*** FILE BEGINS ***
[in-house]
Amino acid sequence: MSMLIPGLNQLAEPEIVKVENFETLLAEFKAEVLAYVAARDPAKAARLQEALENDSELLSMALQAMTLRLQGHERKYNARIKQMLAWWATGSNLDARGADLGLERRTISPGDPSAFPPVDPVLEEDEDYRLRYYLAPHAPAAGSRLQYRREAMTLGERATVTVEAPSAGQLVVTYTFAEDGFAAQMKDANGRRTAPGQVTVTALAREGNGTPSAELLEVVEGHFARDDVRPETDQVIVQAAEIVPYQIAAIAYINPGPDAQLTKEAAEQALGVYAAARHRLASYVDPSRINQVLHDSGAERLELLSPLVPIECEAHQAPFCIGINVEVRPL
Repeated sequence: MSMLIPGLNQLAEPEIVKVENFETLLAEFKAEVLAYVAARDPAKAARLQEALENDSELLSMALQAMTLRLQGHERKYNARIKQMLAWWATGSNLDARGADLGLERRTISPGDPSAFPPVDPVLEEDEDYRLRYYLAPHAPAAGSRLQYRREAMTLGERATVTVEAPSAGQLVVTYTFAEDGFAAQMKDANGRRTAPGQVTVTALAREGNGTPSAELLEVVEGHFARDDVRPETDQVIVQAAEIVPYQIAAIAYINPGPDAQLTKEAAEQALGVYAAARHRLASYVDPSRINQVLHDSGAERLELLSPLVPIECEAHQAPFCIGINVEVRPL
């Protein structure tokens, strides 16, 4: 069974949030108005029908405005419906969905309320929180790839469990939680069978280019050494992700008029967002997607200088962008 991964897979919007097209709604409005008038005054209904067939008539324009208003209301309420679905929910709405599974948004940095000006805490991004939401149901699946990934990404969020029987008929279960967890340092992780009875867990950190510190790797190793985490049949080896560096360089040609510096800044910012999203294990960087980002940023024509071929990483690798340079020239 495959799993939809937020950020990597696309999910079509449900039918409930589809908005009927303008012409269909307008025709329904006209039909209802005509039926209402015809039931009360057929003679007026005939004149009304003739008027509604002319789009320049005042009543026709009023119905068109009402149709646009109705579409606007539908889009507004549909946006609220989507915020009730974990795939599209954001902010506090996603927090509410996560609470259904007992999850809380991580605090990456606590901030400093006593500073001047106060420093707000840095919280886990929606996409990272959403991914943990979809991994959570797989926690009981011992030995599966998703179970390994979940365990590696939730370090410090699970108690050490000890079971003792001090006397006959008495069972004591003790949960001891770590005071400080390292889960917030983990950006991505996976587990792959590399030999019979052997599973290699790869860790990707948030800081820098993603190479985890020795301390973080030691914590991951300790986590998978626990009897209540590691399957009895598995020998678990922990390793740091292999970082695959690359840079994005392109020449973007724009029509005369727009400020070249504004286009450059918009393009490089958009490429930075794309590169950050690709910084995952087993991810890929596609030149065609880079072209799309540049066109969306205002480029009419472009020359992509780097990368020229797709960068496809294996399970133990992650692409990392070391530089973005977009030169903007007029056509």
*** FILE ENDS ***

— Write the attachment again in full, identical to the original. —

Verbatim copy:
[in-house]
Amino acid sequence: MSMLIPGLNQLAEPEIVKVENFETLLAEFKAEVLAYVAARDPAKAARLQEALENDSELLSMALQAMTLRLQGHERKYNARIKQMLAWWATGSNLDARGADLGLERRTISPGDPSAFPPVDPVLEEDEDYRLRYYLAPHAPAAGSRLQYRREAMTLGERATVTVEAPSAGQLVVTYTFAEDGFAAQMKDANGRRTAPGQVTVTALAREGNGTPSAELLEVVEGHFARDDVRPETDQVIVQAAEIVPYQIAAIAYINPGPDAQLTKEAAEQALGVYAAARHRLASYVDPSRINQVLHDSGAERLELLSPLVPIECEAHQAPFCIGINVEVRPL
Repeated sequence: MSMLIPGLNQLAEPEIVKVENFETLLAEFKAEVLAYVAARDPAKAARLQEALENDSELLSMALQAMTLRLQGHERKYNARIKQMLAWWATGSNLDARGADLGLERRTISPGDPSAFPPVDPVLEEDEDYRLRYYLAPHAPAAGSRLQYRREAMTLGERATVTVEAPSAGQLVVTYTFAEDGFAAQMKDANGRRTAPGQVTVTALAREGNGTPSAELLEVVEGHFARDDVRPETDQVIVQAAEIVPYQIAAIAYINPGPDAQLTKEAAEQALGVYAAARHRLASYVDPSRINQVLHDSGAERLELLSPLVPIECEAHQAPFCIGINVEVRPL
């Protein structure tokens, strides 16, 4: 069974949030108005029908405005419906969905309320929180790839469990939680069978280019050494992700008029967002997607200088962008 991964897979919007097209709604409005008038005054209904067939008539324009208003209301309420679905929910709405599974948004940095000006805490991004939401149901699946990934990404969020029987008929279960967890340092992780009875867990950190510190790797190793985490049949080896560096360089040609510096800044910012999203294990960087980002940023024509071929990483690798340079020239 495959799993939809937020950020990597696309999910079509449900039918409930589809908005009927303008012409269909307008025709329904006209039909209802005509039926209402015809039931009360057929003679007026005939004149009304003739008027509604002319789009320049005042009543026709009023119905068109009402149709646009109705579409606007539908889009507004549909946006609220989507915020009730974990795939599209954001902010506090996603927090509410996560609470259904007992999850809380991580605090990456606590901030400093006593500073001047106060420093707000840095919280886990929606996409990272959403991914943990979809991994959570797989926690009981011992030995599966998703179970390994979940365990590696939730370090410090699970108690050490000890079971003792001090006397006959008495069972004591003790949960001891770590005071400080390292889960917030983990950006991505996976587990792959590399030999019979052997599973290699790869860790990707948030800081820098993603190479985890020795301390973080030691914590991951300790986590998978626990009897209540590691399957009895598995020998678990922990390793740091292999970082695959690359840079994005392109020449973007724009029509005369727009400020070249504004286009450059918009393009490089958009490429930075794309590169950050690709910084995952087993991810890929596609030149065609880079072209799309540049066109969306205002480029009419472009020359992509780097990368020229797709960068496809294996399970133990992650692409990392070391530089973005977009030169903007007029056509």